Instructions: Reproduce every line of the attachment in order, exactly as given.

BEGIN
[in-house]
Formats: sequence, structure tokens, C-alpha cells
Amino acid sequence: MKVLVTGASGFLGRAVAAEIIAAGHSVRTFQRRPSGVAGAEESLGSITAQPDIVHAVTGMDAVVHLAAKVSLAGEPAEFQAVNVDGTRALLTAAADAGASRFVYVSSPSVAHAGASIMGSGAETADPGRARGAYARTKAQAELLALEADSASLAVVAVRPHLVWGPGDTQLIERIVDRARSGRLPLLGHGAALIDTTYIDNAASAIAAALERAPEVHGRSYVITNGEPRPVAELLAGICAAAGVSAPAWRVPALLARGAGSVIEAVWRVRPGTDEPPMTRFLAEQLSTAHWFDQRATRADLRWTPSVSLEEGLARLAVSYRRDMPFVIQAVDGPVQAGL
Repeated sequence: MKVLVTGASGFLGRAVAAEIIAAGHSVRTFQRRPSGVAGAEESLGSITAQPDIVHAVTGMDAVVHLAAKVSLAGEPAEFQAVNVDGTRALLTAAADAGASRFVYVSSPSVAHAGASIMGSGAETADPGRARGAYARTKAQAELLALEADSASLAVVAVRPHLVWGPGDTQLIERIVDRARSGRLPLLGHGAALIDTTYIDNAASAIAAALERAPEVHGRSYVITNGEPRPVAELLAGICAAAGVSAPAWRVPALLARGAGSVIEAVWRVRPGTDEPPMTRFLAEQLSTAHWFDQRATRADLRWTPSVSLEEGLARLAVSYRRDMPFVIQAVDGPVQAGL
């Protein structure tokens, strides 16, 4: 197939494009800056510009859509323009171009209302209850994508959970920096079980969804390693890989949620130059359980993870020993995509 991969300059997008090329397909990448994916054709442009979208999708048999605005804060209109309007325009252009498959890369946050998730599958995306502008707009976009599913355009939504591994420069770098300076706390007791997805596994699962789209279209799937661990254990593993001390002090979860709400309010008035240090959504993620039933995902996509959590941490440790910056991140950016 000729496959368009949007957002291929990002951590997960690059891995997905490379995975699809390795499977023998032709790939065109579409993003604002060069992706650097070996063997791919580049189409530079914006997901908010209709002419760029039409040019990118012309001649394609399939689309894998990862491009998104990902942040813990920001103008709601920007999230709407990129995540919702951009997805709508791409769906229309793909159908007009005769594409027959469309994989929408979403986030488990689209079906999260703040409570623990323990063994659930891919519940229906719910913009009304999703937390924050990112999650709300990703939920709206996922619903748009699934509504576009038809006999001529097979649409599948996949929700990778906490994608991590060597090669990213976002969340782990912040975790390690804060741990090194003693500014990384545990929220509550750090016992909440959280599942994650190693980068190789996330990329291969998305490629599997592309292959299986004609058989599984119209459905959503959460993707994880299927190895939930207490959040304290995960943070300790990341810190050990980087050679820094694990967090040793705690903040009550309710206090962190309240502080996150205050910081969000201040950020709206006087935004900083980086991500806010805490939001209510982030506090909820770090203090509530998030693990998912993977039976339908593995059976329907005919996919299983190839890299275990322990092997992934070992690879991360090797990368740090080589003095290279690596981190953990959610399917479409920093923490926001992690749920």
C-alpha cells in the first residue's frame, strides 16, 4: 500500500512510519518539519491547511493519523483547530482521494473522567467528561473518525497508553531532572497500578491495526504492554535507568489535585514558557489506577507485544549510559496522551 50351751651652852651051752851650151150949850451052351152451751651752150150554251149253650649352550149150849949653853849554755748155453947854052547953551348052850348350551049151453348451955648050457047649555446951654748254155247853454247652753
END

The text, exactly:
[in-house]
Formats: sequence, structure tokens, C-alpha cells
Amino acid sequence: MKVLVTGASGFLGRAVAAEIIAAGHSVRTFQRRPSGVAGAEESLGSITAQPDIVHAVTGMDAVVHLAAKVSLAGEPAEFQAVNVDGTRALLTAAADAGASRFVYVSSPSVAHAGASIMGSGAETADPGRARGAYARTKAQAELLALEADSASLAVVAVRPHLVWGPGDTQLIERIVDRARSGRLPLLGHGAALIDTTYIDNAASAIAAALERAPEVHGRSYVITNGEPRPVAELLAGICAAAGVSAPAWRVPALLARGAGSVIEAVWRVRPGTDEPPMTRFLAEQLSTAHWFDQRATRADLRWTPSVSLEEGLARLAVSYRRDMPFVIQAVDGPVQAGL
Repeated sequence: MKVLVTGASGFLGRAVAAEIIAAGHSVRTFQRRPSGVAGAEESLGSITAQPDIVHAVTGMDAVVHLAAKVSLAGEPAEFQAVNVDGTRALLTAAADAGASRFVYVSSPSVAHAGASIMGSGAETADPGRARGAYARTKAQAELLALEADSASLAVVAVRPHLVWGPGDTQLIERIVDRARSGRLPLLGHGAALIDTTYIDNAASAIAAALERAPEVHGRSYVITNGEPRPVAELLAGICAAAGVSAPAWRVPALLARGAGSVIEAVWRVRPGTDEPPMTRFLAEQLSTAHWFDQRATRADLRWTPSVSLEEGLARLAVSYRRDMPFVIQAVDGPVQAGL
């Protein structure tokens, strides 16, 4: 197939494009800056510009859509323009171009209302209850994508959970920096079980969804390693890989949620130059359980993870020993995509 991969300059997008090329397909990448994916054709442009979208999708048999605005804060209109309007325009252009498959890369946050998730599958995306502008707009976009599913355009939504591994420069770098300076706390007791997805596994699962789209279209799937661990254990593993001390002090979860709400309010008035240090959504993620039933995902996509959590941490440790910056991140950016 000729496959368009949007957002291929990002951590997960690059891995997905490379995975699809390795499977023998032709790939065109579409993003604002060069992706650097070996063997791919580049189409530079914006997901908010209709002419760029039409040019990118012309001649394609399939689309894998990862491009998104990902942040813990920001103008709601920007999230709407990129995540919702951009997805709508791409769906229309793909159908007009005769594409027959469309994989929408979403986030488990689209079906999260703040409570623990323990063994659930891919519940229906719910913009009304999703937390924050990112999650709300990703939920709206996922619903748009699934509504576009038809006999001529097979649409599948996949929700990778906490994608991590060597090669990213976002969340782990912040975790390690804060741990090194003693500014990384545990929220509550750090016992909440959280599942994650190693980068190789996330990329291969998305490629599997592309292959299986004609058989599984119209459905959503959460993707994880299927190895939930207490959040304290995960943070300790990341810190050990980087050679820094694990967090040793705690903040009550309710206090962190309240502080996150205050910081969000201040950020709206006087935004900083980086991500806010805490939001209510982030506090909820770090203090509530998030693990998912993977039976339908593995059976329907005919996919299983190839890299275990322990092997992934070992690879991360090797990368740090080589003095290279690596981190953990959610399917479409920093923490926001992690749920």
C-alpha cells in the first residue's frame, strides 16, 4: 500500500512510519518539519491547511493519523483547530482521494473522567467528561473518525497508553531532572497500578491495526504492554535507568489535585514558557489506577507485544549510559496522551 50351751651652852651051752851650151150949850451052351152451751651752150150554251149253650649352550149150849949653853849554755748155453947854052547953551348052850348350551049151453348451955648050457047649555446951654748254155247853454247652753